TechTalks With Tom Smith: Keys to Migrating Legacy Apps to Microservices
Plan, have the right architecture, follow a DevOps methodology with automated CI/CD, and align across IT with regards to the migration plan.
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To understand the current state of migrating legacy apps to microservices, we spoke to IT executives from 18 different companies. We asked, "What are the most important steps to migrate legacy apps?" Here’s what we learned:
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- We see 30,000 customers migrating high-performing applications early and not so great later on. The type of applications moving first is enterprise. You don’t want to write applications, want to write business logic. Driving up monoliths. It's faster to innovate break down common apps and have them be loosely coupled. Maybe you should be doing micro-integrations microservices. Re-integratable and remixable. If you don’t have a plan, you’ll be in trouble. Internal evangelism is important. Listen to the people who struggle to maintain applications. Hear their pain and then help them with it.
- It is not necessary to migrate everything. Some things might not make sense to migrate at all like databases. It may be fine to run those as pets — something that is heavyweight and dedicates a number of machines and staff with people to maintain. You can migrate a large number of apps to microservices and still use an old-style database. For those applications that you’ve identified as good targets for migration, expect a long migration process. The process is long for a reason. Legacy apps don’t tend to port well in a single step. Microservices are fundamentally different in how you design, organize, and the patterns you follow.
- To understand how legacy apps are structured and configured and what the various components are, you will have to decompose the exiting app into multiple pieces. That will make it easier to migrate. It helps to understand the service tiers an application is composed of. It’s likely a legacy application was cobbled together and split into service tiers to make them better suited for microservices. Understand the tiers and then separate them and take each tier and containerize into independent microservices. Doing so you can take advantage of platforms that scale and run microservices. By separating the service tiers you can treat them individually, scale differently, and make the application more robust.
- 1) Understand why you are migrating. Is it for easier integration, maintenance, etc?
2) Know what functionality is most important to expose first and what needs migration vs. just access.
3) Be able to build the project in stages with actual results as you go so the business doesn’t grind to a halt during the process. We need to show the value as soon as possible. This also is useful because then the end-users get the benefits much more quickly.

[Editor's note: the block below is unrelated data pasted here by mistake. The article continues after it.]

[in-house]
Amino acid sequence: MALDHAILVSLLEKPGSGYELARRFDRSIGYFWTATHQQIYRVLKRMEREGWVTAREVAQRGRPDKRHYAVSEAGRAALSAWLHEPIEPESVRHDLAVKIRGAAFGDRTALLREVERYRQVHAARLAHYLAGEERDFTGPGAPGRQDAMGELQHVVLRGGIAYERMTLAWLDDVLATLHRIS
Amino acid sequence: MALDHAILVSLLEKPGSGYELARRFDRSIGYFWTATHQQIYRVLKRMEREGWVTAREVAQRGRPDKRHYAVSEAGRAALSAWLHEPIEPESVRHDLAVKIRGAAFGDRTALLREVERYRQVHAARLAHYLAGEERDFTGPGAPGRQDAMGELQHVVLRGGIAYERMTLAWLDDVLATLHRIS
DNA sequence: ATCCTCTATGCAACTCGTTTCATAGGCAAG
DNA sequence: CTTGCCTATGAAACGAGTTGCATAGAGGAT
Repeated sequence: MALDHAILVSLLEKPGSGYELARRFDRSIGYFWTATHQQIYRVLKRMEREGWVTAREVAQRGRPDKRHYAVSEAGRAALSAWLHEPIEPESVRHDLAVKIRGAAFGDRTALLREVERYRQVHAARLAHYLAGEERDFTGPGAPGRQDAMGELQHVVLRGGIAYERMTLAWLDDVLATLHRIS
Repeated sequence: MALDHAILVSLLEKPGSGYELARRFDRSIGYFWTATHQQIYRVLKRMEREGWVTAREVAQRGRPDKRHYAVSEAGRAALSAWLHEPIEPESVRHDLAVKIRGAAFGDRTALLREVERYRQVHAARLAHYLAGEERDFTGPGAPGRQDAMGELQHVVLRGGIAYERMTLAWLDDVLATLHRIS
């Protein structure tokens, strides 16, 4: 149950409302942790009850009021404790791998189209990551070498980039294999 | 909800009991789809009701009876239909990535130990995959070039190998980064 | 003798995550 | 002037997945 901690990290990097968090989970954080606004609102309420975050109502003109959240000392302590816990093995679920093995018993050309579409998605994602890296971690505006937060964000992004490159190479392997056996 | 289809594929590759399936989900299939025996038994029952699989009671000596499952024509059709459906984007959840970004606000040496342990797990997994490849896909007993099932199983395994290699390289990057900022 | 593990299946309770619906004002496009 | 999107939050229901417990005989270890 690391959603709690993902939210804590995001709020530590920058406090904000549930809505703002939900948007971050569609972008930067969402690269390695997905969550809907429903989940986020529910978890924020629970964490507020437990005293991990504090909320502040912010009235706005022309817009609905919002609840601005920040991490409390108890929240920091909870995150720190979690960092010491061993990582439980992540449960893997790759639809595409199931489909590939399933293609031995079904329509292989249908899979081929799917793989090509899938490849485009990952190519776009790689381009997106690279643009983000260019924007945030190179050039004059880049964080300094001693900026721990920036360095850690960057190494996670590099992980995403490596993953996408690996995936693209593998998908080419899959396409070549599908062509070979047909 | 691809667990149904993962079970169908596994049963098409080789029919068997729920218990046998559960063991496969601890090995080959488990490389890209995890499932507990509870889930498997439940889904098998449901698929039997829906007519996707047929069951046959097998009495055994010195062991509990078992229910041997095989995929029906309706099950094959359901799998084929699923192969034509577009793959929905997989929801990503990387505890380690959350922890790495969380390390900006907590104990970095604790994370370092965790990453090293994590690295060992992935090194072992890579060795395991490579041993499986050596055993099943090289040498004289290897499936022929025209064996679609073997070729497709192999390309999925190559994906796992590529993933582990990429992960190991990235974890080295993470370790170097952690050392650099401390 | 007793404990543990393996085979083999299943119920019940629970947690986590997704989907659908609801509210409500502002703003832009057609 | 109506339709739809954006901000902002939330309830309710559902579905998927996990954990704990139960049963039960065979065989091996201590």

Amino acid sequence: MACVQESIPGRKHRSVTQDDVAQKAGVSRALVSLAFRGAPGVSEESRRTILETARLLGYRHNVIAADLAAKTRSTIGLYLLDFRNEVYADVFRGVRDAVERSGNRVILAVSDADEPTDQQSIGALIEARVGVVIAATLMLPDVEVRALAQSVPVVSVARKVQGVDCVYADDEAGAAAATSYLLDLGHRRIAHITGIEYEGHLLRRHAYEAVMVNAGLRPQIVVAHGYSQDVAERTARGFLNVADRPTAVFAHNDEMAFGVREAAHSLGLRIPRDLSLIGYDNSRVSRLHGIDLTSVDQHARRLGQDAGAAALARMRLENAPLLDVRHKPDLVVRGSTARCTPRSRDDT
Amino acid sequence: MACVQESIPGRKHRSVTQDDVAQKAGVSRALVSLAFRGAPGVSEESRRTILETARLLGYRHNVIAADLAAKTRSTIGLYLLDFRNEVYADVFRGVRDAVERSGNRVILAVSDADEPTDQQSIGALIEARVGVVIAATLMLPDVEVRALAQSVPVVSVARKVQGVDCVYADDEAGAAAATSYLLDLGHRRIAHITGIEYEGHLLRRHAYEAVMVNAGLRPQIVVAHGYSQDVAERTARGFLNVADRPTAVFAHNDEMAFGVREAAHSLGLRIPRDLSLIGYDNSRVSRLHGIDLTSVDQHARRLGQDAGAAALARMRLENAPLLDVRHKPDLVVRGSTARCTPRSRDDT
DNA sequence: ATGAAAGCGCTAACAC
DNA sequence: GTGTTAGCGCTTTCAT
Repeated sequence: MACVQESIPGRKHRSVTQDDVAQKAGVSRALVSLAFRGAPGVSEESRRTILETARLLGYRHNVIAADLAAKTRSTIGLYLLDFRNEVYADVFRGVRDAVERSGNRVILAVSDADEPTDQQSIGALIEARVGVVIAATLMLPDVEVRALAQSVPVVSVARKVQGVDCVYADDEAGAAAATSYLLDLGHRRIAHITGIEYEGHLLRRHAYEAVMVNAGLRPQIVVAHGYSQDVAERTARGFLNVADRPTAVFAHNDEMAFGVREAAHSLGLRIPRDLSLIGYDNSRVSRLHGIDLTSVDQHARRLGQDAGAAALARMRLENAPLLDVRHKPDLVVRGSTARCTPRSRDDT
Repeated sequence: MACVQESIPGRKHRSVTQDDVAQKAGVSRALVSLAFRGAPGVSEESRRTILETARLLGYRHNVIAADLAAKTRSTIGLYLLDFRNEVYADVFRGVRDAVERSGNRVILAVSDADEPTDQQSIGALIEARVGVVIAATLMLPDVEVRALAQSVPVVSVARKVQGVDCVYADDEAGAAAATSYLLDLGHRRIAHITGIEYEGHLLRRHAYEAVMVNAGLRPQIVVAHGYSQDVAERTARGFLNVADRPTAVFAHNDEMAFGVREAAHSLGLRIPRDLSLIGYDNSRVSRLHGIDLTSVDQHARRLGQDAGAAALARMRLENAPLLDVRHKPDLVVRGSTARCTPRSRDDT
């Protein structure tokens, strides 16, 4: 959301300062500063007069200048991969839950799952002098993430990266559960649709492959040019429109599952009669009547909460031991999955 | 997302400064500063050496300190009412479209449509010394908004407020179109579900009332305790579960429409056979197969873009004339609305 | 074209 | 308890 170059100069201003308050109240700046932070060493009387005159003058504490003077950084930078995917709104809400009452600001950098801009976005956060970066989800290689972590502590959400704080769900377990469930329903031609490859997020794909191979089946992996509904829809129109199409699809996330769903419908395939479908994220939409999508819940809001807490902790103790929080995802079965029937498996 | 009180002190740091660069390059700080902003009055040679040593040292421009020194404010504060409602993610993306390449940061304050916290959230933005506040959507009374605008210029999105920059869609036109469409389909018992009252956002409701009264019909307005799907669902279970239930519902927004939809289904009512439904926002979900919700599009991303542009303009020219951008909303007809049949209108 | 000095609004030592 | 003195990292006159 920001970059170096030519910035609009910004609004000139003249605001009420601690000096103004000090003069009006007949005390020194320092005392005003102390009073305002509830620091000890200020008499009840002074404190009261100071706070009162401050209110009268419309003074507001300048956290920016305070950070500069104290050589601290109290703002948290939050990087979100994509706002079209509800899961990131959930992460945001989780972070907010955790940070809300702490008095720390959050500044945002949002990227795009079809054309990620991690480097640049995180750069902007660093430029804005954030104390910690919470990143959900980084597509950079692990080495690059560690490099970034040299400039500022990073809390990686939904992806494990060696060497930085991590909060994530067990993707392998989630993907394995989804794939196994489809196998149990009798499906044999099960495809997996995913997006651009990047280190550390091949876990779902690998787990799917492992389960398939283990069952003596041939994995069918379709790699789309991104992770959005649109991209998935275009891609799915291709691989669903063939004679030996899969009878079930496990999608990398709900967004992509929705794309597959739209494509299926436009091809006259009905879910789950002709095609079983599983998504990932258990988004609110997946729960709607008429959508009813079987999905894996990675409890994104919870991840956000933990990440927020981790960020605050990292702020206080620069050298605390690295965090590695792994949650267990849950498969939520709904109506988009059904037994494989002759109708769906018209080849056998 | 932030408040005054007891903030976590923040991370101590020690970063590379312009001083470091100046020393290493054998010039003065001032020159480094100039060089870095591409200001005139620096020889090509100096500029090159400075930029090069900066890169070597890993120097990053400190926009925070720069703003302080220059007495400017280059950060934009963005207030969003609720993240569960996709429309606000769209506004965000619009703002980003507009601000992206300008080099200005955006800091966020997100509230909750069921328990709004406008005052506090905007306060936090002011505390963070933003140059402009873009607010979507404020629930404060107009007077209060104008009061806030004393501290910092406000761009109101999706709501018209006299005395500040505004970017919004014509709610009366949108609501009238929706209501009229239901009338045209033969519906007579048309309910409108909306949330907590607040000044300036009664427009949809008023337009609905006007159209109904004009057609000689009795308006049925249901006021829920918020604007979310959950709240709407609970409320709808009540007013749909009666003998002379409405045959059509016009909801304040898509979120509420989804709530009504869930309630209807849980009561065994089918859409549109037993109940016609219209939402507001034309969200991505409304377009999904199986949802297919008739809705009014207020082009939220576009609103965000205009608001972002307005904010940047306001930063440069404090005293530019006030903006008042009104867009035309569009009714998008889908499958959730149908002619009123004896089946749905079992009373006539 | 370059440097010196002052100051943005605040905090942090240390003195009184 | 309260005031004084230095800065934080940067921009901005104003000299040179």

4) Having an intermediary step of allowing access to the legacy system so other teams can build their applications that work with it while the migration takes place.
- There are three key steps towards moving to a microservices architecture:
1) The first step is to understand the reasons for migration – potential reasons could be that updates to the apps are difficult due to cross-dependencies, scaling of individual parts of the application is difficult, data privacy/security is not managed well, etc. A well-articulated business case with these reasons is critical to sustaining any migration initiatives.
2) The next step is to select the platform and architecture. Microservices can be complex to develop and operate, so it is important to develop an Enterprise Microservices strategy. A “Vertical Slice” project will establish the viability of migration – it will also throw up potential issues early enough to develop mitigation processes. Another factor to use in this step is to look at the competency of the team – it is an easier sell if the programing language/platform is the same as what the team is comfortable with!
3) The third step is to determine how the legacy app will be migrated. The current best practice is to decompose the legacy app into logical components and then redesign component-by-component using Design Patterns such as Strangler etc. This allows the application to be slowly migrated instead of a big-bang approach.
- Most customers still consume software on-prem so doesn’t make sense to architect it as a microservice. Preparing for the future will offer our product as a managed services so we’ve done our homework. We did it running a beta of where we wanted to end up for a future state of a managed service offering. A lot of learning that this is not a trivial transition. Customers were not as demanding with a high cost of continuity if you have a service interruption, but it was still challenging to figure out what to break up and how and where it resides. Each team can have its own culture. Own their own processes and tools. How to organize and deal with the tool preferences of different teams. You end up creating little silos of microservices if you're not careful. Take the time upfront to declare what the standards are.